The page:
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NIH Closes Two Clinical Facilities for Sterility Issues

National Cancer Institute

National Cancer Institute in Rockville, Maryland (NIH, Flickr)

20 April 2016. National Institutes of Health closed two of its clinical facilities found not in compliance with safety and quality standards that could put patients at risk. Facilities at NIH closed for not meeting Current Good Manufacturing Practice standards are a cell therapy production lab at National Cancer Institute and a production center for positron emission tomography or PET scanning materials.

NIH says the closures made public yesterday are a result of an interim report from two companies hired to review all operations at the agency making sterile or infusion products used by participants in clinical trials. The review was conducted after NIH’s own inspections of the Pharmaceutical Development Section in its Clinical Center in April 2015 revealed vials of albumin, a protein in blood serum administered with the cell-signaling protein interleukin, with fungal contamination.

A follow-up inspection by the U.S. Food and Drug Administration in May 2015 found several deficiencies in the Clinical Center’s pharmacies: lack of protective apparel to prevent contamination of drugs, deficient control systems for sterile conditions in clean rooms, deficient systems for cleaning and maintaining clean room sterile conditions, and lack of clearly defined areas for drug compounding operations that risked contamination or mix-ups.

The cell therapy section at National Cancer Institute is testing cancer treatments that use engineered T-cells from a patient’s own immune system. Kite Pharma in Santa Monica, California, has a number of research agreements with NCI assessing the company’s technology producing special receptors on the surface of T-cells called chimeric antigen receptors that attract antigens for fighting cancer. Kite Pharma says in a statement that closing of the cell therapy section affects work with NCI, but none of its other clinical trials, including those testing its lead product.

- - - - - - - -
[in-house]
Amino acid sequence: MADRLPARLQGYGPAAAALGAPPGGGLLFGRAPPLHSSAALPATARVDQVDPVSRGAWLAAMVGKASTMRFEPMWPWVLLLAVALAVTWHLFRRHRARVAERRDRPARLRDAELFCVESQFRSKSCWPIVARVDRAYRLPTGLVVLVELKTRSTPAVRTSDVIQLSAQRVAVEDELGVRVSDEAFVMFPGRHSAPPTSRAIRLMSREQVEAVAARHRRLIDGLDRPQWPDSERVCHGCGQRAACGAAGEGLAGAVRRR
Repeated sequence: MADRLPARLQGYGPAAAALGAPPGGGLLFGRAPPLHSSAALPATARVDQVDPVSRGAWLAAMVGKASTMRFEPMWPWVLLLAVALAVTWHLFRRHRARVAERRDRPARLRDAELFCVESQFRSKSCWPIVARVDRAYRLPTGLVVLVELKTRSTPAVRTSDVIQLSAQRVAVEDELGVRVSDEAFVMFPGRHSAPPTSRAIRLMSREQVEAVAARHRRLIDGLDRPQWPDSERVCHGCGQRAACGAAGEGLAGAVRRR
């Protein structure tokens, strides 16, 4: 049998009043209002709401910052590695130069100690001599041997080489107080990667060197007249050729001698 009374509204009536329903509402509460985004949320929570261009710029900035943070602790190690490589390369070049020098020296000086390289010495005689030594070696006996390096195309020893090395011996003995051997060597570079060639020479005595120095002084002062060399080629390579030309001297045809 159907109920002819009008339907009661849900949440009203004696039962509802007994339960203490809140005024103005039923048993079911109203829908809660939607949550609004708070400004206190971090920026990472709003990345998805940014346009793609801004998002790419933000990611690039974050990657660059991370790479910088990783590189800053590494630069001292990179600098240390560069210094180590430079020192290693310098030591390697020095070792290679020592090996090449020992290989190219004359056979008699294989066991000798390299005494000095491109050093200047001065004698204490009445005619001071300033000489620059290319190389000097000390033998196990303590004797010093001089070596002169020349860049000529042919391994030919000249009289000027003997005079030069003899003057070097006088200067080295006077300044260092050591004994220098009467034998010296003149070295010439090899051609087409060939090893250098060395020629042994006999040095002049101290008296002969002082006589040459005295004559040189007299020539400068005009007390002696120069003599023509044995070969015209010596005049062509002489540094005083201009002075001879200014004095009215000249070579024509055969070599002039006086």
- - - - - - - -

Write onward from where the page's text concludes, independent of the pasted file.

In December 2015, NIH director Francis Collins formed a separate working group, known as the Red Team, to evaluate the organization, financing, and management of the Clinical Center and its affiliated labs and production facilities. The Red Team’s mandate included an examination of …

structural and cultural issues at the Clinical Center that may have contributed to the deficiencies identified in the Pharmacy and Pharmaceutical Development Service, and review other research activities at the Clinical Center that pose a potential risk to research participants.

The group is expected to make its first report tomorrow.

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